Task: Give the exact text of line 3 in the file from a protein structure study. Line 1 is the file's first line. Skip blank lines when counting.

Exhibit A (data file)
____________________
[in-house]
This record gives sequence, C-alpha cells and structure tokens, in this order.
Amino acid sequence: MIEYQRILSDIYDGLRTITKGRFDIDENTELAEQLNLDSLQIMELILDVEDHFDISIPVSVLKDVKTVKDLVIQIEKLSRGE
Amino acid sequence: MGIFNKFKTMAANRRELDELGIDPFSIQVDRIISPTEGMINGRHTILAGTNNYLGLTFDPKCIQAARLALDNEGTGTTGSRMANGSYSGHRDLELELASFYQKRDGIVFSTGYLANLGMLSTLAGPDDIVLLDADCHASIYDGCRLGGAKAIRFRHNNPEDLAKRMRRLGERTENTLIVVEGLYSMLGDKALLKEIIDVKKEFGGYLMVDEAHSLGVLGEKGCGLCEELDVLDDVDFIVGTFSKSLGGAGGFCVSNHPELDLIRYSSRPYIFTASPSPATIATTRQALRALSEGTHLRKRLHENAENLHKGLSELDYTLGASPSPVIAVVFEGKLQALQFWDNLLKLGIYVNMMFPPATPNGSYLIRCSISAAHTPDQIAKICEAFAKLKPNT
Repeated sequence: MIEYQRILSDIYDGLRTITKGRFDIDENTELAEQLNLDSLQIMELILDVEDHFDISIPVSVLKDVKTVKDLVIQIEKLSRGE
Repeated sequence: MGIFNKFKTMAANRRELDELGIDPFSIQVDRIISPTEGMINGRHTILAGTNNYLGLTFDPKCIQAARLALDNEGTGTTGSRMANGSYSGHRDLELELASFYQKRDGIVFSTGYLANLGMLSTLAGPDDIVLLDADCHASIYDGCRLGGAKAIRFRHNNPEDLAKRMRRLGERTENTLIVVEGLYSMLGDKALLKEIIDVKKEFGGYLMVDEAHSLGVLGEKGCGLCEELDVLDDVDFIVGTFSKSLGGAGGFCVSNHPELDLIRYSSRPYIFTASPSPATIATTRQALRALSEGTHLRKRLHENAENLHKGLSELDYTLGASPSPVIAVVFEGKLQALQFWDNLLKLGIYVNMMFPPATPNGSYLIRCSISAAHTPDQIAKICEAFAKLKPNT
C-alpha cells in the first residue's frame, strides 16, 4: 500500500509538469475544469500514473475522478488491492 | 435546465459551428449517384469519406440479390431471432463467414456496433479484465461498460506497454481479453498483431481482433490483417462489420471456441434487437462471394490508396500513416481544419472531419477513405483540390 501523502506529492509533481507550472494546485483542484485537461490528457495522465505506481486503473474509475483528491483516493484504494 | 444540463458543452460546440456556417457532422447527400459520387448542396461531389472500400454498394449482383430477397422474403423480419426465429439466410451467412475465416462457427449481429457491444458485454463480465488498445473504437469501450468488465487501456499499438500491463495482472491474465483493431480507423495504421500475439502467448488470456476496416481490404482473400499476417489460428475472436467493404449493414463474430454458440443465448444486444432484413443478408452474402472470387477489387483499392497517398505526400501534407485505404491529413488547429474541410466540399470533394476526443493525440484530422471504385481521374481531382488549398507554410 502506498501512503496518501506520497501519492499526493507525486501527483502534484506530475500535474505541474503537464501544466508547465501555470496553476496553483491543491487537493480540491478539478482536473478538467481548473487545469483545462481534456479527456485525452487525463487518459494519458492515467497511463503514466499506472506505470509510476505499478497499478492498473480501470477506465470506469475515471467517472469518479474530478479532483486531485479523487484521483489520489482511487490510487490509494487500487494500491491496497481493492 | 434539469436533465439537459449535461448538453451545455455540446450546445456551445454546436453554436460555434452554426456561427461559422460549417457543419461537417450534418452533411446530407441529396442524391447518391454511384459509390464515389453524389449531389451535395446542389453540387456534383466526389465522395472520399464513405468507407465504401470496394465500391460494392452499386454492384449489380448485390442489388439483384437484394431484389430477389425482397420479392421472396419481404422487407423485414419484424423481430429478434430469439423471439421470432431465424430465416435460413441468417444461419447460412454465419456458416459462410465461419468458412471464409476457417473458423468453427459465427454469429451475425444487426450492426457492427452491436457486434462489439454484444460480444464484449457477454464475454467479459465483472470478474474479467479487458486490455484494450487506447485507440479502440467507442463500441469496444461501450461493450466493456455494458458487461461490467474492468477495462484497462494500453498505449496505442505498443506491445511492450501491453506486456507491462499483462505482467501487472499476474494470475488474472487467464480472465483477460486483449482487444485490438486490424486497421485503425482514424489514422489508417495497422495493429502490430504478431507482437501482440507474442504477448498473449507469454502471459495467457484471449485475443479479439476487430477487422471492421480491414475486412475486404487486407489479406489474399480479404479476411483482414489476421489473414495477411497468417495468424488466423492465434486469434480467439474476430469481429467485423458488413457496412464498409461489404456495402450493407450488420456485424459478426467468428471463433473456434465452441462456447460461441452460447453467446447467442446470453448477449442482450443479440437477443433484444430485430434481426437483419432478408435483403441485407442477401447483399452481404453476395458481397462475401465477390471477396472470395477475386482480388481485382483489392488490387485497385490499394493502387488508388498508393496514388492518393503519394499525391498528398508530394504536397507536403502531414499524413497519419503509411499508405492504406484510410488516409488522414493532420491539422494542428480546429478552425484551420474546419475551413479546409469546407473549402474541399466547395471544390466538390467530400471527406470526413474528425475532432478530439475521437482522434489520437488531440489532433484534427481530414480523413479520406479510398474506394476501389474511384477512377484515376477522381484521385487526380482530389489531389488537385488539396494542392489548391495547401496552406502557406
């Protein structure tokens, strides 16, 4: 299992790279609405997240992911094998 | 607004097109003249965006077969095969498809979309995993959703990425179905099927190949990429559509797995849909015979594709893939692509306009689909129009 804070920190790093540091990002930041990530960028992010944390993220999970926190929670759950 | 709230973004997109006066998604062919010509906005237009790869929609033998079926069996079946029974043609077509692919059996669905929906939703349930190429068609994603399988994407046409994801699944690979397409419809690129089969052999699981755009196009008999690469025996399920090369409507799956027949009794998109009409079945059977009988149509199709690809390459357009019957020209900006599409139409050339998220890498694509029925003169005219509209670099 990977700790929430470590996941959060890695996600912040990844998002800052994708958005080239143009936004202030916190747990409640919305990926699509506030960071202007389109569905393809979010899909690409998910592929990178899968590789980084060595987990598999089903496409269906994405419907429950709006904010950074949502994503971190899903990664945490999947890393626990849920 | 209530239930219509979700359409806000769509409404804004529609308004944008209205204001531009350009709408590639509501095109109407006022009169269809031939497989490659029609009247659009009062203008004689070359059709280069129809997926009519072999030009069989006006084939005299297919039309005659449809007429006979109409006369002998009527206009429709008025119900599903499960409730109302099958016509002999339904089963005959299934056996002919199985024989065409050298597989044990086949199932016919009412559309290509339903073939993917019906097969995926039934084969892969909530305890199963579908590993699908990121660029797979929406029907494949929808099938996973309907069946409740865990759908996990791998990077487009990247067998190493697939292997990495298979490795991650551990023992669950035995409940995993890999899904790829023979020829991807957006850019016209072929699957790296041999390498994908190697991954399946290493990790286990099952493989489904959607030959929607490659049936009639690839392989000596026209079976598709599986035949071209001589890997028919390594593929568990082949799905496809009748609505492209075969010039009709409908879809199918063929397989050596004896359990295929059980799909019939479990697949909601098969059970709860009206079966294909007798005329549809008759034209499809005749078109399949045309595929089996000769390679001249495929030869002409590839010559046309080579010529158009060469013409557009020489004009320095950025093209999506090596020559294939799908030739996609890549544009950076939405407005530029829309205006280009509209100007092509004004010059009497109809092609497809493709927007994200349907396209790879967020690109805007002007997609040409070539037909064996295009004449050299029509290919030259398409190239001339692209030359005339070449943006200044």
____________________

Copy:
Amino acid sequence: MIEYQRILSDIYDGLRTITKGRFDIDENTELAEQLNLDSLQIMELILDVEDHFDISIPVSVLKDVKTVKDLVIQIEKLSRGE